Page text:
Mike Cleven ironmtn at BIGFOOT.COM
Wed Mar 10 21:49:58 UTC 1999

At 12:45 PM 3/10/99 -0600, Alan H. Hartley wrote:
>Following is the entire OED2 entry:
>CAYUSE. U.S. local. Also †kiyuse, †skyuse.
>[Said to be from the language of the Chinook Indians of Oregon.]
>‘A common Indian pony’ (Scribner’s Mag. II. 510). Also, any horse (N.
>Amer. colloq.).
>1841 T. J. Farnham Trav. Gt. West. Prairies 157 Skyuse horses never make
>such disagreeable mistakes.
>1857 Oregon Weekly Times Jan. (Th.), All manner of wrought and cast
>work,..down to Shoeing a ‘Cultus’ Cayuse Horse.
>1867 Territorial Enterprise (Virginia, Nev.) 31 Jan. 2/4 Jane..was
>mounted behind her lover and away, nor bated they the noble cayuse till
>many a league was passed.
>1869 A. K. McClure Rocky Mts. 302 Twice our kiyuse broke nearly out of
>the harness... The kiyuse is never perfectly tamed.
>1873 J. H. Beadle Undevel. West xxxv. 750, I mounted a cayuse and rode
>seven miles over the hills.
>1882 Blackw. Mag. Dec. 768, I stopped to let the old cayuse rest.
>1885 Century Mag. Nov. 33 As firm a any cowboy that ever put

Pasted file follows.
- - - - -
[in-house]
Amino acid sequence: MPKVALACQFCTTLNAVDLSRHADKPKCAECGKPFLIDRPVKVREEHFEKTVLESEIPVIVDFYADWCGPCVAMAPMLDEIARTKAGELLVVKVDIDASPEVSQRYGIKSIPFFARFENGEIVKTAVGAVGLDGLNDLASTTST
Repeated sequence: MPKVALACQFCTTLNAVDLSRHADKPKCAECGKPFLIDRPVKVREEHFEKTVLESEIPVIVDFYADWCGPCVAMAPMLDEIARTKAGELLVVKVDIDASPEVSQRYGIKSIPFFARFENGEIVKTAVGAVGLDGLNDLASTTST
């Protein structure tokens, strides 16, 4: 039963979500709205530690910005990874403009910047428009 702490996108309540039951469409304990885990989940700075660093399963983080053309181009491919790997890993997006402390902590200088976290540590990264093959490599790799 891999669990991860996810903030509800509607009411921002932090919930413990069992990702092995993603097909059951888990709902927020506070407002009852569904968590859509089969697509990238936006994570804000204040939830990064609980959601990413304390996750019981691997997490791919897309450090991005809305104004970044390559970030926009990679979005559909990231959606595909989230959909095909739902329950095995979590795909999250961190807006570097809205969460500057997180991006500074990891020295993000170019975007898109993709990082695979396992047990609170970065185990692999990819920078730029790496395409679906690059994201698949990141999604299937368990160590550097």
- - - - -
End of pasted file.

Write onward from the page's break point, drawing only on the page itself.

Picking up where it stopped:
>leg over a cayuse.
>1948 Chicago Tribune 27 May ii. 2/6 Life atop a cayuse in the
>professional no easier than one astride a bronco on the
>college rodeo field.
>1962 Field, Horse & Rodeo (Calgary) Nov. 30/1 Well, chances are Mr.
>Dude, you’ve been getting a silent horse laugh yourself from your own
>trusty cayuse.

Seems to just be meaning "horse" plain and simple; but that may be a
Hollywoodism and not the original context in use in the Oregon territory.....
>A full-text search of the OED found no case of CAYOOSH. If anybody has
>documented and precisely transcribed quots. with that spelling, I'd be
>happy to submit them to Oxford.

I'll have to dig out my "Short Portage to Lillooet" by Irene Edwards, which
is the one "citation" I can think of off the top of my head - i.e. for the
meaning of "cayoosh" as "Chilcotin mountain pony" or "mountain pony".
Other than in that context, it's only a placename.  Maybe the etymology is
completely different from "cayuse", but given the number of Yanks in the
Interior during the Gold Rush it seems pretty likely that they have the
same root, although the usage in BC may have come to be
different......Other than Edwards, I know there are other references in BC
historical sources; I'll see what I can dig up locally.....

>I don't want to get in over my head here, but the essence of the OED is
>such quotations--which are arranged chronologically in each entry--and
>the editors are always grateful for submissions from the public,
>especially of quots. that represent words not in the Dictionary, or that
>antedate the earliest OED quot. or help refine definitions or
>etymologies. So, if you think you have a live one, please feel free to
>send it to me.

What do they have for "skookum"?

Mike Cleven
ironmtn at

The thunderbolt steers all things.
                           - Herakleitos

More information about the Chinook mailing list